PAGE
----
Plastic pollution no more – Nordic report suggests tools and ways forward

19.10.20 | News
plastic bucket toy sea water
Sharon McCutcheon,
Today the Nordic Council of Ministers for the Environment and Climate are publishing a new report on possible approaches to a new global agreement to prevent plastic pollution. Join the virtual launch that brings together leaders from across the globe to discuss what such a new global agreement could include to be an effective tool.

The Nordic ministers have supported the global policy discussion on stronger global commitments to eliminate plastic litter in the oceans since 2016 by providing support to reports, assessments and to the intergovernmental process established by the United Nations Environment Assembly (UNEA). This report is a contribution from the Nordic countries to inform discussions about a new agreement.

It is urgent to get in place a long-term solution to prevent plastic litter in our ocean. We will discuss this matter at our Ministerial meeting on 28 October and continue our Nordic leadership for a new agreement.  

Lea Wermelin, Danish Minister of Environment and Chair of the Nordic Council of Environment and Climate Ministers

No one-size-fits-all

Mismanaged plastic waste ending up in the environment and the ocean is a growing environmental challenge of global concerns. Large quantities of plastics is found in our oceans, air, soil and freshwater resources and is threat to our marine ecosystem  


In 2017, the United Nations Environment Assembly agreed to the long-term vision to eliminate all discharge of plastic litter into the ocean. Reports to the UN have demonstrated fundamental gaps in the existing international legal and policy frameworks, rendering them ill-equipped to eliminate this problem. The Nordic Ministers agree that a new global agreement is the most effective measure to stop the global leakage of plastic into the environment.


"There is not one-size-fits-all approach to multilateral environment agreements. Therefore, I am glad to see this report lay out a number of possible opportunities for us to explore further" says Norwegian Minister Sveinung Rotevatn, also President of the 5th United Nations Environment Assembly. "The UN system is a good home for such agreements."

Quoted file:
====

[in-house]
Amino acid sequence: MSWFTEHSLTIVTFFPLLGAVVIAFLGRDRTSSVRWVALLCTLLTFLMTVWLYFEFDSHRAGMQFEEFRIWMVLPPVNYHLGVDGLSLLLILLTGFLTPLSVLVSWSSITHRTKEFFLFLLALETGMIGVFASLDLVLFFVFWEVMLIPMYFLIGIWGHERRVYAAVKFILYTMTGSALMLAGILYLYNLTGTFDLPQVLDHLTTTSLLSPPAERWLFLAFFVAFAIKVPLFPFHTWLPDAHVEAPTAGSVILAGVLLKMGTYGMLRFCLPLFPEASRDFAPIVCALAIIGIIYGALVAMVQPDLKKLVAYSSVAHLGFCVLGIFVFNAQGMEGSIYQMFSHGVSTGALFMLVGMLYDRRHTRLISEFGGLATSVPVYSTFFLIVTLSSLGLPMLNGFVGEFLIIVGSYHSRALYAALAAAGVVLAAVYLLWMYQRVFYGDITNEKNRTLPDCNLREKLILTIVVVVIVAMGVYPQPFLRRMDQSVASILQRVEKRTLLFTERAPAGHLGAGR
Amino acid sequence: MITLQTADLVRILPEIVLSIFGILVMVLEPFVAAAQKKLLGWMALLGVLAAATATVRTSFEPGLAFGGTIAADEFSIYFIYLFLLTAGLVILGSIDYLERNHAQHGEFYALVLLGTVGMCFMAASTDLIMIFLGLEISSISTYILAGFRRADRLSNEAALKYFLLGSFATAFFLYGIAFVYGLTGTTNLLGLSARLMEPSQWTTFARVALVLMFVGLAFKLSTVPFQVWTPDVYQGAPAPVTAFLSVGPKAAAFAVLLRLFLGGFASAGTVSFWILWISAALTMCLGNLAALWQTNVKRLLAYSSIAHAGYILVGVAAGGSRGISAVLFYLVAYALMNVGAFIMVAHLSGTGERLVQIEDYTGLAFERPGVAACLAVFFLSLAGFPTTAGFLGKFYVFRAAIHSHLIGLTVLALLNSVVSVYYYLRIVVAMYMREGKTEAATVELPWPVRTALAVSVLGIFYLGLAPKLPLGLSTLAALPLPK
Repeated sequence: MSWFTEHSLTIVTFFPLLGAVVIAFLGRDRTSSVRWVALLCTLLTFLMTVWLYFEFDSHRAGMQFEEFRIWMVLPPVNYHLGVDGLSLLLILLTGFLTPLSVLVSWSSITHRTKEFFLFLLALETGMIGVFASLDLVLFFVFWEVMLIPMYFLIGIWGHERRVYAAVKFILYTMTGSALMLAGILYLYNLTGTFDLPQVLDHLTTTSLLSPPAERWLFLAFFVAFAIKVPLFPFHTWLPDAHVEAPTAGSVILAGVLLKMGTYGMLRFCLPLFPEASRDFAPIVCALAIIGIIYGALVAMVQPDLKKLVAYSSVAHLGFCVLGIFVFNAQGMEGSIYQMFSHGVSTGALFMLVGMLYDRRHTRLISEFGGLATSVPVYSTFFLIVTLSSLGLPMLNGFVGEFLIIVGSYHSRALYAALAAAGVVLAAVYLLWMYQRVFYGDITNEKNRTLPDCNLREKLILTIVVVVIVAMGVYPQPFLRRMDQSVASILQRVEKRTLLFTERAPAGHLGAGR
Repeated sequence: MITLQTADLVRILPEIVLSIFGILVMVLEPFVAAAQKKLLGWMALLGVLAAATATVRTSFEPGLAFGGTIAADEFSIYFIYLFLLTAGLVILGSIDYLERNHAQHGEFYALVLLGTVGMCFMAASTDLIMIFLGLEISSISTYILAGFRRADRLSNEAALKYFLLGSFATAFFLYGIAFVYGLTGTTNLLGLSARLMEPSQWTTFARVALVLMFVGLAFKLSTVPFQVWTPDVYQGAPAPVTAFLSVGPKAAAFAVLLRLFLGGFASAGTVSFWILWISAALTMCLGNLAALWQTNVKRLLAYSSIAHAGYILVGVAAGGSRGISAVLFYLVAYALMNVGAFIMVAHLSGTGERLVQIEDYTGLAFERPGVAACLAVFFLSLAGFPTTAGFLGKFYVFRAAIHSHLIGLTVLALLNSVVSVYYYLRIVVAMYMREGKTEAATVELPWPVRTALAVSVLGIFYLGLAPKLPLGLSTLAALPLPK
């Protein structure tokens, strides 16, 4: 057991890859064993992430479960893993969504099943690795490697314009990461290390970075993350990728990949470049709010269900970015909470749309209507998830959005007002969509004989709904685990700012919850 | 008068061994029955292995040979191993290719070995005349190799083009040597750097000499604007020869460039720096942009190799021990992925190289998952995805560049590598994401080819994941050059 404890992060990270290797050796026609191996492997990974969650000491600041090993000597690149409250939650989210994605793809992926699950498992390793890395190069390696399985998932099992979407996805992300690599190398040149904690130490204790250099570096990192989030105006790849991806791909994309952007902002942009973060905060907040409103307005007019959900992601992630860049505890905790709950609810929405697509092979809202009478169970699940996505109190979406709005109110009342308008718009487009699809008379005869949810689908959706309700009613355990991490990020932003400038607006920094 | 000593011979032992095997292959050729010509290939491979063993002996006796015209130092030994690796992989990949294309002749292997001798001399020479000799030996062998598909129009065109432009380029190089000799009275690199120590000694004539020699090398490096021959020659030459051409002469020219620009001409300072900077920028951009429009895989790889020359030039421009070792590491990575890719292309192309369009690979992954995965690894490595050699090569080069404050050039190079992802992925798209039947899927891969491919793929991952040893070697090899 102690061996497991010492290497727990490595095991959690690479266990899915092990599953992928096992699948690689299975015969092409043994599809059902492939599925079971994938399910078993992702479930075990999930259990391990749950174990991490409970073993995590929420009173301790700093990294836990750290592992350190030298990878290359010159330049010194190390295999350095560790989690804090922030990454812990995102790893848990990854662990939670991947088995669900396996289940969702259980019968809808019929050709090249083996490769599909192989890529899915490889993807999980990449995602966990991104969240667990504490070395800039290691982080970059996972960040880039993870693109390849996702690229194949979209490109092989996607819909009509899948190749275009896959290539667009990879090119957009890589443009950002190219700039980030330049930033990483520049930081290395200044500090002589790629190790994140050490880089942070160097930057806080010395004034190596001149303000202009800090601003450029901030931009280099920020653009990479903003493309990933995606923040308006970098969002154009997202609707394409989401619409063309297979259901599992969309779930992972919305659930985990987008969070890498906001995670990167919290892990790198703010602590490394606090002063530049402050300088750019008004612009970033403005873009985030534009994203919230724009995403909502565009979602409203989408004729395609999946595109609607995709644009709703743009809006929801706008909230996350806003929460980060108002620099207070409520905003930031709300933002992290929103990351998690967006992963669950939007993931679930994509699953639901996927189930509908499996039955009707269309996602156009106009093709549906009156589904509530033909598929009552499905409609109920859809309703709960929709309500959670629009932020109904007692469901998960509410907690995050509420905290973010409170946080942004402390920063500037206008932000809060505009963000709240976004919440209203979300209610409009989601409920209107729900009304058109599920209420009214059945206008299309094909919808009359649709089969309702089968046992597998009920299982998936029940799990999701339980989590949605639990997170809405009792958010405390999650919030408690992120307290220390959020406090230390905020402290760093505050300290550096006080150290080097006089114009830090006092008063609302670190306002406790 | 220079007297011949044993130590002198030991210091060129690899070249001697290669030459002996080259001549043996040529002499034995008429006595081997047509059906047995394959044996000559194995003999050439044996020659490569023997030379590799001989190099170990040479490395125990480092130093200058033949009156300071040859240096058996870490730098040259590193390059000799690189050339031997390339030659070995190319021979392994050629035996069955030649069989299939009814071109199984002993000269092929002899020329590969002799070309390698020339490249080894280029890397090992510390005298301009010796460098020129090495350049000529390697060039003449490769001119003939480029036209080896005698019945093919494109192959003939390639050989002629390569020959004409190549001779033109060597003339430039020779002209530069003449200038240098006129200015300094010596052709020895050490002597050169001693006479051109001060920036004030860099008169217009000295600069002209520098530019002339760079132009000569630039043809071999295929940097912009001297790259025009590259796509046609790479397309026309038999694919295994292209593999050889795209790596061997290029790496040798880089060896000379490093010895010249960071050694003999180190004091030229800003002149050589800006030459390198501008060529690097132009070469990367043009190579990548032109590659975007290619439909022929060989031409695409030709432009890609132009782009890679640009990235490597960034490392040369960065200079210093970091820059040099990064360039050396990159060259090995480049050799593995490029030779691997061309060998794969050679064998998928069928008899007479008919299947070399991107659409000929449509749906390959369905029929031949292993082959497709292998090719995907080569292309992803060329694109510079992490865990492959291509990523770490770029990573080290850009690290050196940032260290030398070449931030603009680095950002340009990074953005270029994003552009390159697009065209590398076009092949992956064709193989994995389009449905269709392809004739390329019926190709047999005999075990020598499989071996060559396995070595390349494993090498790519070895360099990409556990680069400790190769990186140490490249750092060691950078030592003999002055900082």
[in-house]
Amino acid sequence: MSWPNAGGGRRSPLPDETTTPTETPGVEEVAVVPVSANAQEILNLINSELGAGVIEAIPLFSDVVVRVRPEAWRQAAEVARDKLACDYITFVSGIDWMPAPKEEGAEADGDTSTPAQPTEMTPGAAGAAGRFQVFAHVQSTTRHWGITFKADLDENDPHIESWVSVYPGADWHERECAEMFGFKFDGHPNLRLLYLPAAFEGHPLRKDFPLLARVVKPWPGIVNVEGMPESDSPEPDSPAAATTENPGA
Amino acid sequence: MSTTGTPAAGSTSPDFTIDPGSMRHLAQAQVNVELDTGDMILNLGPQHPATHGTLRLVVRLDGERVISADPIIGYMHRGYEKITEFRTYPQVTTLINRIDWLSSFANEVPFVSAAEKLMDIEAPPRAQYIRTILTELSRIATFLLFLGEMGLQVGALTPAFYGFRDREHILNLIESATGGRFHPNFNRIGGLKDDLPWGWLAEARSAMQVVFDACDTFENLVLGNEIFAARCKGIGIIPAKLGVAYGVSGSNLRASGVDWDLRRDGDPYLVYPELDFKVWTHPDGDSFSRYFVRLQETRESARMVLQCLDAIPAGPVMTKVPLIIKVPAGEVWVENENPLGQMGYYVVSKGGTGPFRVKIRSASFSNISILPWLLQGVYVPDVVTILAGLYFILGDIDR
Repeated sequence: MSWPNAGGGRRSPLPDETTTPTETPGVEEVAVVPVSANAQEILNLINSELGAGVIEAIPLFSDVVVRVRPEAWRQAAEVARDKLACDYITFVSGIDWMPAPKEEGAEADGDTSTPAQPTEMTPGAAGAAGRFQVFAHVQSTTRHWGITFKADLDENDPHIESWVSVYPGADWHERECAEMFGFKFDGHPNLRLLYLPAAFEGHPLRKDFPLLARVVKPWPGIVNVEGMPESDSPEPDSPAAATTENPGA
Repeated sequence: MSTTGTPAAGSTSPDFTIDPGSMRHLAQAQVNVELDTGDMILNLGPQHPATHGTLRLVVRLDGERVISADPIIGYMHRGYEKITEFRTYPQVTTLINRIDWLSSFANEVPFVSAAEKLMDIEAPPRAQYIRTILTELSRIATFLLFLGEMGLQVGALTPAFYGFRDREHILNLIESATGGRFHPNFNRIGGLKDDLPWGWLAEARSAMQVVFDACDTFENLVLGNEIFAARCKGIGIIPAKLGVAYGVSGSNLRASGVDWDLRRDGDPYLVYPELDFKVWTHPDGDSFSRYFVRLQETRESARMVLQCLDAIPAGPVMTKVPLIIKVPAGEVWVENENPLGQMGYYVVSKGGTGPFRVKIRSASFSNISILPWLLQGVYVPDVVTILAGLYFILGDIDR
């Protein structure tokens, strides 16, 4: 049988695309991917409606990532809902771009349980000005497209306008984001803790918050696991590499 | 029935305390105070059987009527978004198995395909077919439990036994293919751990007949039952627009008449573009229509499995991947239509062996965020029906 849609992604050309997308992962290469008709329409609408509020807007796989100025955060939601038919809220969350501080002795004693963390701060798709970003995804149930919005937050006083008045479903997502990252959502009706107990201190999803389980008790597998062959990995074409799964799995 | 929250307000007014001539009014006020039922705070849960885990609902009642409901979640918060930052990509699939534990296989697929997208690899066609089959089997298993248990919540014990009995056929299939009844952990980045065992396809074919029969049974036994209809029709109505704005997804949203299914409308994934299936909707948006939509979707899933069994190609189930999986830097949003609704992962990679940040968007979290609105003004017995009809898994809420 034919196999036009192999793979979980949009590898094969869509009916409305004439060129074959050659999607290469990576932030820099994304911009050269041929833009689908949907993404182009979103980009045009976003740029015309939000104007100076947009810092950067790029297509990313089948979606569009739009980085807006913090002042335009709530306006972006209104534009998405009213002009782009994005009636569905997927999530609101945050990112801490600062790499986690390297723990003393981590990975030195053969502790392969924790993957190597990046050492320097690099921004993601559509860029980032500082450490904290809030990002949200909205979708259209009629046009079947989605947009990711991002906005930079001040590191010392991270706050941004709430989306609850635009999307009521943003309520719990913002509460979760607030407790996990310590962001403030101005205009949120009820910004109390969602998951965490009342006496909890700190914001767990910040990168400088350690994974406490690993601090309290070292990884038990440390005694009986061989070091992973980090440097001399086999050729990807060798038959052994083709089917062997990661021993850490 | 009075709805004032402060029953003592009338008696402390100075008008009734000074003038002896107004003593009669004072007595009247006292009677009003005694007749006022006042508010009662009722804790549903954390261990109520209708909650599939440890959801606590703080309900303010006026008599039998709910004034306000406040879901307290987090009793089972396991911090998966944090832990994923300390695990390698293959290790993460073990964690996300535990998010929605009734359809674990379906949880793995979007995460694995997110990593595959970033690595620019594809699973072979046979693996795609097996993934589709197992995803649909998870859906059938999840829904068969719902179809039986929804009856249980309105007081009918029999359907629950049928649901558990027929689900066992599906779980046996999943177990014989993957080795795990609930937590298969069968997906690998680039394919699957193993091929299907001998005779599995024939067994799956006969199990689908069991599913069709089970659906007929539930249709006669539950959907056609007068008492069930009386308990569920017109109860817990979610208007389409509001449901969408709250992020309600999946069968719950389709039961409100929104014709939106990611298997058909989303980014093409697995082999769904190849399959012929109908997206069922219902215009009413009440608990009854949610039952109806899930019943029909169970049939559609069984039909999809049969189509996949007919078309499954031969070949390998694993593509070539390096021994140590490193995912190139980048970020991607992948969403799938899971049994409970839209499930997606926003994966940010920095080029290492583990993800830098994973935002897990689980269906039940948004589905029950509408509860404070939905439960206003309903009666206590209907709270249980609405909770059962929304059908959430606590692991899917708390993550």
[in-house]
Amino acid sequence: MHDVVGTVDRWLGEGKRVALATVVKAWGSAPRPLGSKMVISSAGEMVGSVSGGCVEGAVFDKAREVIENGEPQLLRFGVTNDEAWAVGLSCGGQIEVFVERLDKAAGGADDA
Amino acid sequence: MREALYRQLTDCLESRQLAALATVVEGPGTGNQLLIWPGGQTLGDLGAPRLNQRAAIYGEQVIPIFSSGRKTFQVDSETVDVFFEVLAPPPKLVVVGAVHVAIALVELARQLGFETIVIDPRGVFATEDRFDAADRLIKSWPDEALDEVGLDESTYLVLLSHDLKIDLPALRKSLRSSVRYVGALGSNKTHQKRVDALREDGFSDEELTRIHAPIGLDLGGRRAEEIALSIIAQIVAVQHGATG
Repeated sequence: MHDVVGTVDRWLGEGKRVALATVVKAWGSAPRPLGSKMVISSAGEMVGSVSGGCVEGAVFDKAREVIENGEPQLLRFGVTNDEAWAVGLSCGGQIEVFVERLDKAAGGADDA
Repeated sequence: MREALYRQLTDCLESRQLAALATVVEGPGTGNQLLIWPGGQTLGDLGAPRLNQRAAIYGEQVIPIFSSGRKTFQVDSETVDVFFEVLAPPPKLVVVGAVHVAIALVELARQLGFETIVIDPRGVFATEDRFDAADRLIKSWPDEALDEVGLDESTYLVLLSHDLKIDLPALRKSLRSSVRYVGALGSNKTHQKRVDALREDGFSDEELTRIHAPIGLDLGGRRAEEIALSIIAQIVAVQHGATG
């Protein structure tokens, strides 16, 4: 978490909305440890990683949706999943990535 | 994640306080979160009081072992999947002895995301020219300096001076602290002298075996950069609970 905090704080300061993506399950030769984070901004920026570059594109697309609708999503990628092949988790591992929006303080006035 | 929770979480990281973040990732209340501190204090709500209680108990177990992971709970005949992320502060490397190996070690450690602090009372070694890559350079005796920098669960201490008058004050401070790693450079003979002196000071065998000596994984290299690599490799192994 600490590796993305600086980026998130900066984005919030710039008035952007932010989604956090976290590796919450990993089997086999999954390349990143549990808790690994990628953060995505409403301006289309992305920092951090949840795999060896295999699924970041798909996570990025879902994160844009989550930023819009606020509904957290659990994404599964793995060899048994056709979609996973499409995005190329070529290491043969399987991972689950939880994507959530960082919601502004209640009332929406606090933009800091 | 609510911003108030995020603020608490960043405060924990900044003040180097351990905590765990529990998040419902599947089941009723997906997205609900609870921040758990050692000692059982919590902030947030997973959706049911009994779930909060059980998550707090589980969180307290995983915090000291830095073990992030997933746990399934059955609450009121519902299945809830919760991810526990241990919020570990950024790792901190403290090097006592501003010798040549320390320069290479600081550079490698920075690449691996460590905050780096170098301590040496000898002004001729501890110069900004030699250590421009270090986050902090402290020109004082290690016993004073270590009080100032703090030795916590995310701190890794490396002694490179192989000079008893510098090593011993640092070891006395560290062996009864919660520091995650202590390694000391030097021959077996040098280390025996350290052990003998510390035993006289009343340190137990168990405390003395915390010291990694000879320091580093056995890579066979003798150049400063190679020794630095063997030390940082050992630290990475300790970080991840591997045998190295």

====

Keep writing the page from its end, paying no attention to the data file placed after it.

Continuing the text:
About the report

The report "Possible elements of a new global agreement to prevent plastic pollution" suggests an approach to a new global agreement that aims to engage governments, industry and consumers in a joint effort to prevent plastics pollution. The report assesses tools and measures across the whole life-cycle of plastics, and introduces national plastics management plans as a core commitment of governments in a possible agreement. Sustainability criteria for plastic products across the entire life-cycle is another feature that is included into the report. Known traditional features of multilateral environmental agreements, such as reporting systems, stronger knowledge and science basis as well as education, awareness-raising, financing and capacity-building are also part of the approach suggested.


To be effective, the report suggests that a new agreement will include both legally binding and voluntary measures. A minimum binding commitment is required in the agreement, but governments are given flexibility in how such commitments will be honoured. The report will feed into the discussions ongoing in the expert group established by the United Nations Environment Assembly, to meet 9-13 November virtually.

Following their Ministerial meeting in April 2019 in Reykjavik, the Nordic Ministers issued a strong call for a new global agreement to reduce the environmental impact of plastic litter entering our oceans. The Ministers also decided to commission a report to consider what such an agreement could entail. The report, written by Dr. Karen Raubenheimer and Niko Urho is launched Monday October 19th, through a dedicated online event hosted by the Nordic Ministers.

Sustainability criteria for plastic products across the life cycle is another interesting proposal in the report. Such criteria can trigger more sustainable design of plastic products put on the markets, that are recyclable, reusable and repairable. This is something new , but that could be an important tool on a global level.

Sveinung Rotevatn, Minister of Climate and Environment, Norway

It is the Nordic aim that this report will inform the global policy discussions on a new global agreement. The Nordic countries supports a negotiation mandate towards a new global agreement to be adopted by the United Nations at the next possible opportunity.